It is, however, a very stiff nib, and you’re not going to get much if any line variation out of it. Again, I don’t really fault Parker for that since I doubt the intent was for this to be the pen you use for practicing your black hand, and for someone just starting out with fountain pens, I actually think it serves as a nice bridge between ballpoints (especially gel and liquid rollers) and fountain pens.
Last, I like the price. $20 is right there with the Lamy Al Star, Pilot Metropolitan, Platinum Plasir in terms of entry-level, metal-body pens, and at that price point, I’m not too concerned if it might pick up a ding here or there.
Things I Don’t Like
While I derive a lot of satisfaction from tooling around with piston and sac fillers, I will, with zero hesitation and no apologies, take a cartridge converter every day of the week. Fountain pen purists can submit their hate mail using the contact link above, but in my very personal opinion, their convenience and ease of use really outweigh whatever pleasure I might derive from tinkering on a day-to-day basis.
So, suffice it to say then that I am glad the Jotter uses a cartridge converter system – though I suppose that’s to be expected amongst the vast majority of pens in this price range, minus a scant few imports I imagine I’ll get around to writing about at some point.
Where was I going with this? Oh yes. OK. So the cartridge converter system. It is, of course, proprietary. Parker, like many companies, has held fast to its own standard for decades. To be perfectly fair, proprietary cartridge and converter sizes don’t really bother me as much as I think they probably bother a lot of people, but I do have a slight issue that Parker wouldn’t include a converter in the package.
This, again, isn’t entirely unheard of for pens in this price range so I can give Parker a bit of a pass on that, but when the converter costs over half the price of the pen itself ($11.14 on Amazon as of the time of this writing), it stings a little.
Fortunately Parker cartridges can be had for less than a buck apiece – and I suspect a lot of people who’d be interested in this pen would be more drawn toward cartridges regardless – but still, Parker should at the very least meet customers in the middle and offer a $25 pen/converter package or something.
My bitching about that aside, my only other major gripe is that Parker only sells this pen with a medium nib. I’d buy a fine nib Jotter in a heartbeat, but they aren’t offered as an option with the pen itself. Which is actually pretty bizarre to me because Parker actually does manufacture a fine nib for the Jotter – and I am very much tempted to pick one up – but that’ll set you back an additional $15.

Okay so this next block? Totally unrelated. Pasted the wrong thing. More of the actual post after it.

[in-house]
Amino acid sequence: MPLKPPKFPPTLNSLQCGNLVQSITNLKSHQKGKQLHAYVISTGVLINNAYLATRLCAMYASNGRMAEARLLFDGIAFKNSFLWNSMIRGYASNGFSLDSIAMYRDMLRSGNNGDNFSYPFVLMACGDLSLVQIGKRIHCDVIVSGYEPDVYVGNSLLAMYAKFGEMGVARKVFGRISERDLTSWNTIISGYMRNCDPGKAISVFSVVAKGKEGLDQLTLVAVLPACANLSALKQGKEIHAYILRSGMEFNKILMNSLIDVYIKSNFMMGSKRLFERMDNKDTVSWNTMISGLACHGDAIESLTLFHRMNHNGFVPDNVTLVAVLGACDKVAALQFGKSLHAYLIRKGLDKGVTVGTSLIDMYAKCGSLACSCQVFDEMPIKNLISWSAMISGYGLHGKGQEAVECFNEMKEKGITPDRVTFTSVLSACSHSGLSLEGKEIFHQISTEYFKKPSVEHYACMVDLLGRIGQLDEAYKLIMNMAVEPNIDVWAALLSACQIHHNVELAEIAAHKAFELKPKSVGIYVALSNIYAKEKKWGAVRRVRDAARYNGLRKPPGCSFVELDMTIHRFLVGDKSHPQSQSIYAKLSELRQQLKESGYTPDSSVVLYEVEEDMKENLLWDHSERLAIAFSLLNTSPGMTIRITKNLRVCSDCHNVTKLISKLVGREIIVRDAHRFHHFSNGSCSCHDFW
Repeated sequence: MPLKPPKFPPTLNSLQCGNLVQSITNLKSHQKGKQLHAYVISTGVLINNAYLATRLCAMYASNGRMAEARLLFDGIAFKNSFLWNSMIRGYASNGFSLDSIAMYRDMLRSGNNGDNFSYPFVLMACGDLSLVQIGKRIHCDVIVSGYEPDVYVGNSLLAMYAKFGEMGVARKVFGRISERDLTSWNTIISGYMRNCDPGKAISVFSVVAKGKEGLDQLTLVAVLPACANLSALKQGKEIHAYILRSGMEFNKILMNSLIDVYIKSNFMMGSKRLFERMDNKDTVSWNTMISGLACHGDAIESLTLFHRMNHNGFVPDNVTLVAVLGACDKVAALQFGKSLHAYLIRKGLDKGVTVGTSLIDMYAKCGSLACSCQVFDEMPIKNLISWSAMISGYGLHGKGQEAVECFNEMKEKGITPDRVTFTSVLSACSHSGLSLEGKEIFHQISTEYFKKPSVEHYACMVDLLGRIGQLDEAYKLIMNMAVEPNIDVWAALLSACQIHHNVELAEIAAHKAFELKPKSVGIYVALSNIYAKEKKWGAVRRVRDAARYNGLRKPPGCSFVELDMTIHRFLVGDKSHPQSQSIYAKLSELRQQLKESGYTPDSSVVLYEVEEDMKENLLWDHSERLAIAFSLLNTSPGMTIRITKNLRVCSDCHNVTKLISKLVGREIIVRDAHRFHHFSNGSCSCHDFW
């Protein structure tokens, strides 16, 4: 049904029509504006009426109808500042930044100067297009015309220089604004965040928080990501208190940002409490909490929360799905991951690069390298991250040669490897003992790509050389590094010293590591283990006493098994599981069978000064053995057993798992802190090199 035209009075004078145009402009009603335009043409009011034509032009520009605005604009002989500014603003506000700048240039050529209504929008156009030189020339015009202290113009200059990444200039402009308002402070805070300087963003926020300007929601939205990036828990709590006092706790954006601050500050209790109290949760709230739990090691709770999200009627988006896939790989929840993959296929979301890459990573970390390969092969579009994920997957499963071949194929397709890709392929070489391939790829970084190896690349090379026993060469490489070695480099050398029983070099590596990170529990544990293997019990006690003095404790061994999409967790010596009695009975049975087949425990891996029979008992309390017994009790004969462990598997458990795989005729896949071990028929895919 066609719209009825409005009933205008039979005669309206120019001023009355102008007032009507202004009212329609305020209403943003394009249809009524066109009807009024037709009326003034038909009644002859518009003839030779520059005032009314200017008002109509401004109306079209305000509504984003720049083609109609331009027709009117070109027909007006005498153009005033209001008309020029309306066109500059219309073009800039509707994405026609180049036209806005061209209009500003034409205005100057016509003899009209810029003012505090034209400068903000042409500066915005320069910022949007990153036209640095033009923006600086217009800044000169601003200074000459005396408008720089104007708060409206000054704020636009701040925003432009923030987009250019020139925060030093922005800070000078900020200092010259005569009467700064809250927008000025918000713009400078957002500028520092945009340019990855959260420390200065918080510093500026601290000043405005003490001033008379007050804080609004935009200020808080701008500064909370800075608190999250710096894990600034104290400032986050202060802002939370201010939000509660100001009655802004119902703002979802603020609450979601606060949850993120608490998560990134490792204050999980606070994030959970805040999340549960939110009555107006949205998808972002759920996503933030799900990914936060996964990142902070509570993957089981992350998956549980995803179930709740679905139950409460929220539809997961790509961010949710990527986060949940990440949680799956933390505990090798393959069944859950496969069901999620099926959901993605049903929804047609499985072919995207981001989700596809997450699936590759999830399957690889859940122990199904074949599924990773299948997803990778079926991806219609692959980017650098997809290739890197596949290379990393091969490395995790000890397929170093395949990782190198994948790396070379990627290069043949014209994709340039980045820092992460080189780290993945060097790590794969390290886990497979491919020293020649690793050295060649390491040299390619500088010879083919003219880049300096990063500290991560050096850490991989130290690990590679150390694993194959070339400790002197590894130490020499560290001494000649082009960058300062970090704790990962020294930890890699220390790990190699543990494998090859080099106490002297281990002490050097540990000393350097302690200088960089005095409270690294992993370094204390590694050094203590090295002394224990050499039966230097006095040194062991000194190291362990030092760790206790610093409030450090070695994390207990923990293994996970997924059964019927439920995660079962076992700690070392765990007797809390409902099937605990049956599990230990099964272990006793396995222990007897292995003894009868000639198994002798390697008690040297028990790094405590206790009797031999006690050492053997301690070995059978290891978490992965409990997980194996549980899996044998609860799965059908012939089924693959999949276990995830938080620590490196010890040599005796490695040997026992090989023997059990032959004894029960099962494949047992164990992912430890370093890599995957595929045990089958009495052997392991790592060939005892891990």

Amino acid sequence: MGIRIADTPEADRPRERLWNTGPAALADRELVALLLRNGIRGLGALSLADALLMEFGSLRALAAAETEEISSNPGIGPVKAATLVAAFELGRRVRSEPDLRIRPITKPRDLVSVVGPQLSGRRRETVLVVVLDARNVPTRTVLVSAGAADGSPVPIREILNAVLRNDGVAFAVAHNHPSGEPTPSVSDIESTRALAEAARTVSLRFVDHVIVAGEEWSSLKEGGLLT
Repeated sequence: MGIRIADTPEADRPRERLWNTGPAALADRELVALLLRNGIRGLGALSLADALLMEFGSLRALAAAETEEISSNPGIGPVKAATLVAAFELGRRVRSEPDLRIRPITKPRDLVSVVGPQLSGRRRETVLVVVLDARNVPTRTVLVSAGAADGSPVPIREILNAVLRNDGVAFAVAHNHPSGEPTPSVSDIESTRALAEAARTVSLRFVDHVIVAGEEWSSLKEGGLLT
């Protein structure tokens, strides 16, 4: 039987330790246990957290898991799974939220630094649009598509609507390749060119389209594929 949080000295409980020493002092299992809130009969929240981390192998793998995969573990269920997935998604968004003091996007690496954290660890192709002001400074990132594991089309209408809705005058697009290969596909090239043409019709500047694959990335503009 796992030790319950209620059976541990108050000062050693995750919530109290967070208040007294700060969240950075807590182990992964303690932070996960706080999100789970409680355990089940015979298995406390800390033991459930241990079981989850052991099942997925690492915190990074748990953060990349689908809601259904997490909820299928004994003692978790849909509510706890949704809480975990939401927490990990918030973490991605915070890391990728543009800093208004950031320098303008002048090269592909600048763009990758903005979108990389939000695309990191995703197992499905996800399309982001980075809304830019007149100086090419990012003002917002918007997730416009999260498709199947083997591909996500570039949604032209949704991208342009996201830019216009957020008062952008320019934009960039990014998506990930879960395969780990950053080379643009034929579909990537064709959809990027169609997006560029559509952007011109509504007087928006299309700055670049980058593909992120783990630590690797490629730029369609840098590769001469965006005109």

So, accounting for a converter and a second nib – you’re looking at potentially sinking $45 into this pen, and though I personally really do like the Jotter, that’s just a hard pill to swallow given the competition in the $50 price range.
Other Stuff to Know
I mentioned earlier that Parker sells two versions of the Jotter – one with a metal body and one with plastic.
I’ve never personally used nor owned one of the plastic variants, but UK Fountain Pens, which has a much, much lower impression of the Jotter than I do, has – and apparently the plastic is, in a word, bad (see their review here).
So, if you’re looking at buying, I’d have a difficult time saying you shouldn’t just spend an extra $5 for the more durable metal body.
I tend to put pens in the sub $25 range into one of several buckets:
- Disposable pens that work fine, but really aren’t going to do much for anyone looking to do more than dip a very casual toe into the fountain pen pool (i.e. the Platinum Preppy and Pilot Varsity);
- Pens that I still really like, but look a bit juvenile for me to want to carry at the office (i.e. the Lamy Safari and Kaweco Perkeo);
- Pens that I really like and would feel comfortable about carrying at the office (i.e. the Pilot Metropolitan and Platinum Plasir); and
- Total rubbish that should be doused in gasoline and lit on fire (none come instantly to mind, though I’ve actually had a lot of fun buying the cheapest pens I can find and playing around with them. May have to do a Bargain Bin roundup at some point).
I feel like the Parker Jotter fits squarely into the third category, and in fact, I’ve given Jotters to a few coworkers who’ve seen my pens and were, at the very least, curious about messing around with fountain pens.
That said, I think it’s important to step back for a second and render a final verdict looking through the eyes of a novice user. Far too often, I feel like pen reviewers are making apples-to-oranges comparisons, and of course a pen like the Jotter is going to seem like hot garbage next to pens in the so-called “next level” (which I’d define as pens like the Lamy 2000, anything in Pilot’s custom series, the Platinum 3776, etc.).
But, for someone who’s just looking for a cheap, easy entry into fountain pens, it isn’t hard for me to recommend the Parker Jotter.